Cemetery Gin: A Nevada-made spirit to die for
For more than seven years, Virginia City, Nevada, has been having fun with the “Cemetery Gin” name, using it as part of a tall tale from the Comstock’s rich mining days of the 1850s.
On Nevada Day, Oct. 31, the spoof becomes reality with the debut of Cemetery Gin, a home-grown Nevada spirit. Spearheaded by the Virginia City Tourism Commission, the gin is a product of Frey Ranch Estate Distillery, located in Fallon, where all the ingredients were grown, it was distilled and bottled. The product is distributed through Southern Wine & Spirits.
“The illusion of Cemetery Gin was an easy one to carry on, but we never really thought much of it past that until recent legislation in Nevada made distilling a possibility in the state,” Deny Dotson, tourism director for the Virginia City Tourism Commission, said. “We said, ‘what if,’ and the rest, as they say is history. We couldn’t have asked for better partners than the Frey family. They knew exactly what we were trying to accomplish and came up with a combination of ingredients that would make our Muckers proud. With the key ingredient being Nevada pine nuts, our goal is to make it a true signature piece for our town.”
A Nevada born spirit from the town that helped bring Nevada to statehood just over 150 years ago, the gin’s signature ingredient is Nevada pine nuts found exclusively from the region. The bottle design was birthed under the premise that it needed to stand out from other gin products and be highly desirable. Designed in deep black with gold accents, a peep-through window displays a vintage 1850s horse-drawn hearse.
“The excitement for the product was contagious. So much so that one of our business owners in town, Nick Guerra, donated one of his antique hearses to use in promoting the gin. It’s one of the best marketing tools we’ll have and we’re very grateful to Nick for all he did to restore the hearse.”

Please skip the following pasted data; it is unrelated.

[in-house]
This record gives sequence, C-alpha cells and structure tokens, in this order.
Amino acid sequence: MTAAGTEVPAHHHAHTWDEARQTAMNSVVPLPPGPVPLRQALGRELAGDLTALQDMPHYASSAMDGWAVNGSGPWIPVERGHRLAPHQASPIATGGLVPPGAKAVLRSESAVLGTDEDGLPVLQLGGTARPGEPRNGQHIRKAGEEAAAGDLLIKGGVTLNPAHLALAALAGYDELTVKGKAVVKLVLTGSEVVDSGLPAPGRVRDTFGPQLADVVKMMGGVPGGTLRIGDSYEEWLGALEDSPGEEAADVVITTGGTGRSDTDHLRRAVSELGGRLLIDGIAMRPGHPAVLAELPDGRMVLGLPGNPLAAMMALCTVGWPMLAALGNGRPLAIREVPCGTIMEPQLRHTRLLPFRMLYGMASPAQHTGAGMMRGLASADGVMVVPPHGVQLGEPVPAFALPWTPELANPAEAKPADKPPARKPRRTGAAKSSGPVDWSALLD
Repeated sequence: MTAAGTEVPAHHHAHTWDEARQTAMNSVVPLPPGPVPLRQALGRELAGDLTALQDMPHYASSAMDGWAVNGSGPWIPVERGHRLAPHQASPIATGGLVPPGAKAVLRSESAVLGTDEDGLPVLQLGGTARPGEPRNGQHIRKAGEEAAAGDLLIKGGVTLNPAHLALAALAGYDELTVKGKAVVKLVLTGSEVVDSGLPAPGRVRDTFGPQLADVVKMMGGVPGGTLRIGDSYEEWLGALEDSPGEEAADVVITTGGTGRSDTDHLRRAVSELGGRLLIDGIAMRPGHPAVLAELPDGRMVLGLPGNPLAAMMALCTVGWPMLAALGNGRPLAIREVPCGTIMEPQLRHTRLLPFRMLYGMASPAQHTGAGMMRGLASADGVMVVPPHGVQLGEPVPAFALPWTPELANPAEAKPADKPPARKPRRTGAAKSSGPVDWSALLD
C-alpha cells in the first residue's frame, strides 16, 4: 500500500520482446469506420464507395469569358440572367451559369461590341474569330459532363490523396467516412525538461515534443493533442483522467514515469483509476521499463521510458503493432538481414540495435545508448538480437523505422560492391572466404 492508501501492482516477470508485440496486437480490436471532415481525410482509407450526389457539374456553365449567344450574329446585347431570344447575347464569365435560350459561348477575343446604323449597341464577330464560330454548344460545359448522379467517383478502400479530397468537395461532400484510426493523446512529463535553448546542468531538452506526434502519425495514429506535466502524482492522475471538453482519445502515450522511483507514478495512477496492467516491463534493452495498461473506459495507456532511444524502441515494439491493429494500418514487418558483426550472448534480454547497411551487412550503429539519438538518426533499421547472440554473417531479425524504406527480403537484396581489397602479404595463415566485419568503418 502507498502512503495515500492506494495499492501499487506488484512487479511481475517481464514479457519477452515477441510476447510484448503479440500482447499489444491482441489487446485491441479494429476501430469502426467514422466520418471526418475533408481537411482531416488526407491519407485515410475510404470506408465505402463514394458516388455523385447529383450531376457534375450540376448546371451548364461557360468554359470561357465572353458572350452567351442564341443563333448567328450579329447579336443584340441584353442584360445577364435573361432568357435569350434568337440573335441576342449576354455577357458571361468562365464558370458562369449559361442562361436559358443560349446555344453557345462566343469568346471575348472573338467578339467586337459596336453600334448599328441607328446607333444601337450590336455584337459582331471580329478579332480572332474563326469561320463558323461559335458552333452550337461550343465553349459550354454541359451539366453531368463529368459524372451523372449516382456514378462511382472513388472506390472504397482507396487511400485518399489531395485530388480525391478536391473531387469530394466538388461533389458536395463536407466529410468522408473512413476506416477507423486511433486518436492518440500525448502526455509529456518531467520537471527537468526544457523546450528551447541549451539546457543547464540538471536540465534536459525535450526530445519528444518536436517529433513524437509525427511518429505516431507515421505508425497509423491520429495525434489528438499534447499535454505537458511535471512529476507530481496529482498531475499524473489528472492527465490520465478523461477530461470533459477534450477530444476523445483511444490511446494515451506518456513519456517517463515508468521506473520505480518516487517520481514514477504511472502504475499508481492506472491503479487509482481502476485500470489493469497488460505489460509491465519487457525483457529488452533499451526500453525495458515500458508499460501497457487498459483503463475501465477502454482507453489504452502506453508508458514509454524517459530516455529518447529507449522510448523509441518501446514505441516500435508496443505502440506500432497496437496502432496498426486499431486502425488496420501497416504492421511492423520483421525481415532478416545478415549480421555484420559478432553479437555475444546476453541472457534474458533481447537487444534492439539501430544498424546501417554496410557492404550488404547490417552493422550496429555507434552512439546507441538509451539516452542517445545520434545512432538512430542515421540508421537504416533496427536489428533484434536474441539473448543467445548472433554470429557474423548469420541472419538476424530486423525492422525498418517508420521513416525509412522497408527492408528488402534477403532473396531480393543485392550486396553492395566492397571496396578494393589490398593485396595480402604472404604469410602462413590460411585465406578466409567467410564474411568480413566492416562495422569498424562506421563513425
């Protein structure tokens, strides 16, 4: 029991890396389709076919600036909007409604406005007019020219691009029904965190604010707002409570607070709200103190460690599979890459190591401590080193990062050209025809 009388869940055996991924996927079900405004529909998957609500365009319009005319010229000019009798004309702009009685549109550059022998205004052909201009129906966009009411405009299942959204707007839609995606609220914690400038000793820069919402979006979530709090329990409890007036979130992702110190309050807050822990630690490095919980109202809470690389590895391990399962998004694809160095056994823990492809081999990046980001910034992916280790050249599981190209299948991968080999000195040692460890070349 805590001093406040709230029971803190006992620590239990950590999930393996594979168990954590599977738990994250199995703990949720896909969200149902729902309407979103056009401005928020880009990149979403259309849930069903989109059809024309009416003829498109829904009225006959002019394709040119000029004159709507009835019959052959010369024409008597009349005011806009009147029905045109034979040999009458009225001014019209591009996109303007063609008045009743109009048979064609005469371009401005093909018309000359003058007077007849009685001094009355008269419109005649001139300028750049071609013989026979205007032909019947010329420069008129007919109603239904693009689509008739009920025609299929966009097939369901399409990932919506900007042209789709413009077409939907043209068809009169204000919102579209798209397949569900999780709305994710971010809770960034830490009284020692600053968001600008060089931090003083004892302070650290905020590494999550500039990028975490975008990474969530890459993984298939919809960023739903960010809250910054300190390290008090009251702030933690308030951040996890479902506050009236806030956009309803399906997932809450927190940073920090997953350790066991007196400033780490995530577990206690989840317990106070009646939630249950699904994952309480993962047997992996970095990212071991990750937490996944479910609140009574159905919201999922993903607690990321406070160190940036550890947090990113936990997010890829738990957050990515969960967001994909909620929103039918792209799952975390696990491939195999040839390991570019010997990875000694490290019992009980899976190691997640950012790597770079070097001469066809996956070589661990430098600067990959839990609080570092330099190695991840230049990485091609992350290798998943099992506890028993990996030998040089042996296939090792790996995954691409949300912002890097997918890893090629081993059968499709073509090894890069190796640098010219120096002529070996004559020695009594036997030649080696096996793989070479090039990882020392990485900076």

The official product unveiling will be during the Nevada Day Parade on Saturday, Oct. 31 in Carson City, complete with vintage hearse. A sampling event takes place that evening at the Haunting of the Opera House, a Halloween celebration at the historic Piper’s Opera House in Virginia City.
For a town with a population of approximately 800 and roots steeped in the late 1800s, marketing the town’s history is accomplished through the integration of modern marketing tactics. “We’re not one to shy away from opportunities to expand our reach to new visitors while enhancing the experience for those here using technology and unconventional methods,” Dotson said.
Over the last year, Virginia City has launched town-wide free Wi-Fi access, a refreshed mobile app available on iTunes and Google Play, surpassed 22,000 likes on Facebook and now has its own spirit.
For more details on Cemetery Gin including locations where it is served and available for sale, visit CemeteryGin.com.
“I think, ultimately, it was a great awareness for these restaurants and it kind of gave them a little boost for the week,” says Cheree Boteler, event organizer.